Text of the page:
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Five Areas of Focus for the Pre-Season

One of the most important components to having a successful season is creating a plan for your program in the pre-season. There are endless areas of focus to plan for but the five main things that I typically like to focus on are:

  1. Coaching roles and responsibilities
  2. Offensive philosophy
  3. Defensive philosophy
  4. Rebounding philosophy
  5. Drills for individual and team skill development

Before the start of each season it is vital to meet with your coaching staff to not only share your plan, but to also discuss and receive feedback on any additional thoughts or changes that are in the best interest of your program. Whether it is a weekend retreat to the beach or a Monday night dinner, it is extremely important that your coaches buy-in to the plan before it’s conveyed to your players.

Coaching Responsibilities

From the head coach all the way down to your last assistant (and Director of Operations and Video Coordinators if applicable), each coach on your staff needs to fully understand their roles and responsibilities for the season. Here are some suggestions of responsibilities to cover:

  • Academic Tracking & Progress
  • Practice & Game Gym Setup (Chairs, Sweeping Floors, Clocks, etc)
  • Bench Duties (What is being charted/watched on the bench?)
  • Community Outreach (Newsletters, Pictures, Community Service, Booster Clubs, etc)
  • Strength & Conditioning
  • Film (Highlight, scouting, and motivational videos)
  • Guard Development (Who is mainly in charge of the guards during individual instruction)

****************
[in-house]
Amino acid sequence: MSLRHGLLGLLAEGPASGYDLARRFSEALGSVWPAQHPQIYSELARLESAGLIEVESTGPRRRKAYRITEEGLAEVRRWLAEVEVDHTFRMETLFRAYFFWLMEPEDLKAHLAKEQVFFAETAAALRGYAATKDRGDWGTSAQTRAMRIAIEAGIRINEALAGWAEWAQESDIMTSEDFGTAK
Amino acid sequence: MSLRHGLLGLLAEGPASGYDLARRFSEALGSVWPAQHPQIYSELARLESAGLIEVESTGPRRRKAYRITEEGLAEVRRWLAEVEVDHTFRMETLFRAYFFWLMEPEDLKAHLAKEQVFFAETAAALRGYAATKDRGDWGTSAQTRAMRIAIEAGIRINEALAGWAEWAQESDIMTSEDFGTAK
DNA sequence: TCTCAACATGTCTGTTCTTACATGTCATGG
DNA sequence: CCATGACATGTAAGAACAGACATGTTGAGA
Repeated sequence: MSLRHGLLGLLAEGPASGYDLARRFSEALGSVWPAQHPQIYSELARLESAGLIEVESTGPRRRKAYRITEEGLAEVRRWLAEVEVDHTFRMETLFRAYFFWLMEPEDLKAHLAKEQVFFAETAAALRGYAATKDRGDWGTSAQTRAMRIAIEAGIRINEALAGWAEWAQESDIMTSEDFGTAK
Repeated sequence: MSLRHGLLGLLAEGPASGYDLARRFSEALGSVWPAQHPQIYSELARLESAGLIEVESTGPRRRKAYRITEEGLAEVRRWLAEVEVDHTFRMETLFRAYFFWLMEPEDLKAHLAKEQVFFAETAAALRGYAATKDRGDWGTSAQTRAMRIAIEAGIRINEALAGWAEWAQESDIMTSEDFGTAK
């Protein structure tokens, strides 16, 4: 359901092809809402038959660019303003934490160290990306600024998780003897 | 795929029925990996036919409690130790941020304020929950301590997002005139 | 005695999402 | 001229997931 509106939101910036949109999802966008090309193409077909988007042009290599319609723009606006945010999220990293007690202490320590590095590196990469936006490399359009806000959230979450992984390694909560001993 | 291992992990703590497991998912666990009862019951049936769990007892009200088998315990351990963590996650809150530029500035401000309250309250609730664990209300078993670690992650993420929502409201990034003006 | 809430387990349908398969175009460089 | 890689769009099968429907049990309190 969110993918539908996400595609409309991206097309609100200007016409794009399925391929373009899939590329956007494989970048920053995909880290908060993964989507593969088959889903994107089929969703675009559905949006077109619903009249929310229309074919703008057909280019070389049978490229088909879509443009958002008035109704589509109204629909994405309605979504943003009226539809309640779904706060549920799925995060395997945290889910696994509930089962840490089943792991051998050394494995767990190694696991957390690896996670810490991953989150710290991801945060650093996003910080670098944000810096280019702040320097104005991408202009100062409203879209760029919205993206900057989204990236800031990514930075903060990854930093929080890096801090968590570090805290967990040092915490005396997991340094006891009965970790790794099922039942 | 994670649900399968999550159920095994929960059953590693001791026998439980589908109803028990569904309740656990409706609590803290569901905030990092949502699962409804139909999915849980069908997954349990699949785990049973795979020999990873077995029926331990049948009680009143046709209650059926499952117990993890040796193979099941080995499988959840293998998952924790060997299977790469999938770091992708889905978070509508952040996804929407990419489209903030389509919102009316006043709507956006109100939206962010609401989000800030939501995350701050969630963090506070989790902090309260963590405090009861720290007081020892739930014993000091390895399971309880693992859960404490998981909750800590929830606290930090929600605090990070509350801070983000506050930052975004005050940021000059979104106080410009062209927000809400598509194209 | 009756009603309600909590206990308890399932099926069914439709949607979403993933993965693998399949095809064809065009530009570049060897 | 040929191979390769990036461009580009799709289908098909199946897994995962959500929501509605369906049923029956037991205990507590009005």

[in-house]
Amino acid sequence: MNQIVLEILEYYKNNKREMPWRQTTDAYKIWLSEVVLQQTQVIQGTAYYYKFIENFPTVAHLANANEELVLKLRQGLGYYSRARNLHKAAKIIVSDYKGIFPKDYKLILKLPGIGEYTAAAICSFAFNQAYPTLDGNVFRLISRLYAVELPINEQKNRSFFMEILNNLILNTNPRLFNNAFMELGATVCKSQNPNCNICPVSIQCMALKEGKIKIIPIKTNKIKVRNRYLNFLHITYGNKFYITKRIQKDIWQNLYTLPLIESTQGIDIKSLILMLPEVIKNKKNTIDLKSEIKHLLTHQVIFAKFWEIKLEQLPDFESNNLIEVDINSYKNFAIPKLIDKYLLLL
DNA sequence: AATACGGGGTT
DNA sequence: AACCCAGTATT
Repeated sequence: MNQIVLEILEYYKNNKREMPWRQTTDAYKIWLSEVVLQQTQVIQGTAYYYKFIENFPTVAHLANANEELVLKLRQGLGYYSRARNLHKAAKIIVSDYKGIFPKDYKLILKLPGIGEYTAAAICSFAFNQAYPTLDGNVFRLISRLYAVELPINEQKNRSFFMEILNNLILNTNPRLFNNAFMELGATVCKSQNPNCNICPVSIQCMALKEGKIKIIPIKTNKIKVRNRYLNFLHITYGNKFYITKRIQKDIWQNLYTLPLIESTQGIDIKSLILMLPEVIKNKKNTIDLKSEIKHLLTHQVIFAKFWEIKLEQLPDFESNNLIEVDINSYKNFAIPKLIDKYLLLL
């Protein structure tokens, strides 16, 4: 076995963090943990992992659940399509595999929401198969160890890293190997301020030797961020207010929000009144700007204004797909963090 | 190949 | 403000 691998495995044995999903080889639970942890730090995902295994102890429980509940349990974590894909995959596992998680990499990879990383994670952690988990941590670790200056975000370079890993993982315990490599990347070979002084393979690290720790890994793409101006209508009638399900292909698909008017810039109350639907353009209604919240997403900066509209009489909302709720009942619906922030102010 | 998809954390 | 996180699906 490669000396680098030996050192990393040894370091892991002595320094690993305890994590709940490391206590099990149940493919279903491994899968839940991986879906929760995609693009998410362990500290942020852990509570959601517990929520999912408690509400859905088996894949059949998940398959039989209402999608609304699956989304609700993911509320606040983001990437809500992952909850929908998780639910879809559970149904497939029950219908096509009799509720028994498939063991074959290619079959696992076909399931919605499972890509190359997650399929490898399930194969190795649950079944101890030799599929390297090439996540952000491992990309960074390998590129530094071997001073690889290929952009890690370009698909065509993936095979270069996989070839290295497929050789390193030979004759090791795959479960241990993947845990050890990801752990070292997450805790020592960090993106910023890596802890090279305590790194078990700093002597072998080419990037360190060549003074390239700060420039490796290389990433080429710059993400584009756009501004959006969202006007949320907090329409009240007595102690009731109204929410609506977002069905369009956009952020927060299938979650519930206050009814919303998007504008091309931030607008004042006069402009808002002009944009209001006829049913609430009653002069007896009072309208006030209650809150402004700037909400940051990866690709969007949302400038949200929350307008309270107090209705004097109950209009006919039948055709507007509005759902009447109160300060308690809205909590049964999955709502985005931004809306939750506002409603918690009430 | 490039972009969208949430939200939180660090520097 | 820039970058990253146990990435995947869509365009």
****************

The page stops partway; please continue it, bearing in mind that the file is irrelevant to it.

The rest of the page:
• Post Development (Who is mainly in charge of the bigs during individual instruction)
Some may find it unusual to have a particular coach in charge of a group of players such as Guards or Bigs, but I have found it helps players by hearing the same language and terminology every day. The goal is to keep them energized and engaged, hearing conflicting teaching points could interfere with this process.

Offensive Philosophy

The offensive philosophy should really be geared around your personnel and can change every year. For instance, if you are coaching an uptempo style of play and your team is not very gifted athletically, that may not be what is best for your team. One mistake some coaches make is they are so excited for the start of the season that they try to put in everything the first week. Focus on the foundation of your system and add to it as the season progresses. If they cannot execute Part 1, there is not reason to put in Part 2 yet. Here are some thoughts (Not in any particular order) to take into consideration when developing your offensive philosophy:

  1. What pace or style of play do you want to play?
  2. What pace or style of play fits your personnel?
  3. Establish your fast break and press break systems
  4. Consider putting in one or several quick hitters to run as early offense (ie- Pick & Rolls, Pin-Downs, Post-Up, etc)
  5. Are you a read and react team or a team that runs set plays? That needs to be established early.
    • If you are a read and react team, what layers do you want to get in the first week(s) of practice?
    • If you are a set plays team, have your plays organized early and have a timely schedule in place of when the plays will be implemented.
  6. The above also applies to Side and Underneath Out-of-Bounds. Are you a “get it in” team or do you want to score out-of-bounds?
  7. Are you a team that can use pick & rolls/pops?
  8. Late Game Situations
    • Do you foul if you’re up 3?
    • Down 3 late in the game: Go for 3 or a quick 2 and foul (Time Permitting)?